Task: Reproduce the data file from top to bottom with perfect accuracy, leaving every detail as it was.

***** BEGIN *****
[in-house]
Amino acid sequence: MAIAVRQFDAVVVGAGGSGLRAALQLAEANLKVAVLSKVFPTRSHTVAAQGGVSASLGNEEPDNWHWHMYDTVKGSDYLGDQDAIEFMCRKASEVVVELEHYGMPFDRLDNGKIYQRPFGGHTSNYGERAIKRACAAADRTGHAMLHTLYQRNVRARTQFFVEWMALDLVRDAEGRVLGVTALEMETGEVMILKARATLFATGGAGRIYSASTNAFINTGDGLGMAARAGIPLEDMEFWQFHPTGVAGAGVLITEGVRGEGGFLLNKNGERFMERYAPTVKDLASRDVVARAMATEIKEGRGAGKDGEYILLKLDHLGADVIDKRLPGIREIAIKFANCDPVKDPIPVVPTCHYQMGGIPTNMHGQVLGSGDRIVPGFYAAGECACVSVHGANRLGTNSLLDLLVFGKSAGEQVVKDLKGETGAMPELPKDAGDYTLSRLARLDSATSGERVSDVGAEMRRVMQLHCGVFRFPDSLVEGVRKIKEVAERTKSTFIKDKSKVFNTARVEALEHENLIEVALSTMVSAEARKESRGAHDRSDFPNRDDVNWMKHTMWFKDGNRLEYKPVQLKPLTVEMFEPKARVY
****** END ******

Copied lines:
[in-house]
Amino acid sequence: MAIAVRQFDAVVVGAGGSGLRAALQLAEANLKVAVLSKVFPTRSHTVAAQGGVSASLGNEEPDNWHWHMYDTVKGSDYLGDQDAIEFMCRKASEVVVELEHYGMPFDRLDNGKIYQRPFGGHTSNYGERAIKRACAAADRTGHAMLHTLYQRNVRARTQFFVEWMALDLVRDAEGRVLGVTALEMETGEVMILKARATLFATGGAGRIYSASTNAFINTGDGLGMAARAGIPLEDMEFWQFHPTGVAGAGVLITEGVRGEGGFLLNKNGERFMERYAPTVKDLASRDVVARAMATEIKEGRGAGKDGEYILLKLDHLGADVIDKRLPGIREIAIKFANCDPVKDPIPVVPTCHYQMGGIPTNMHGQVLGSGDRIVPGFYAAGECACVSVHGANRLGTNSLLDLLVFGKSAGEQVVKDLKGETGAMPELPKDAGDYTLSRLARLDSATSGERVSDVGAEMRRVMQLHCGVFRFPDSLVEGVRKIKEVAERTKSTFIKDKSKVFNTARVEALEHENLIEVALSTMVSAEARKESRGAHDRSDFPNRDDVNWMKHTMWFKDGNRLEYKPVQLKPLTVEMFEPKARVY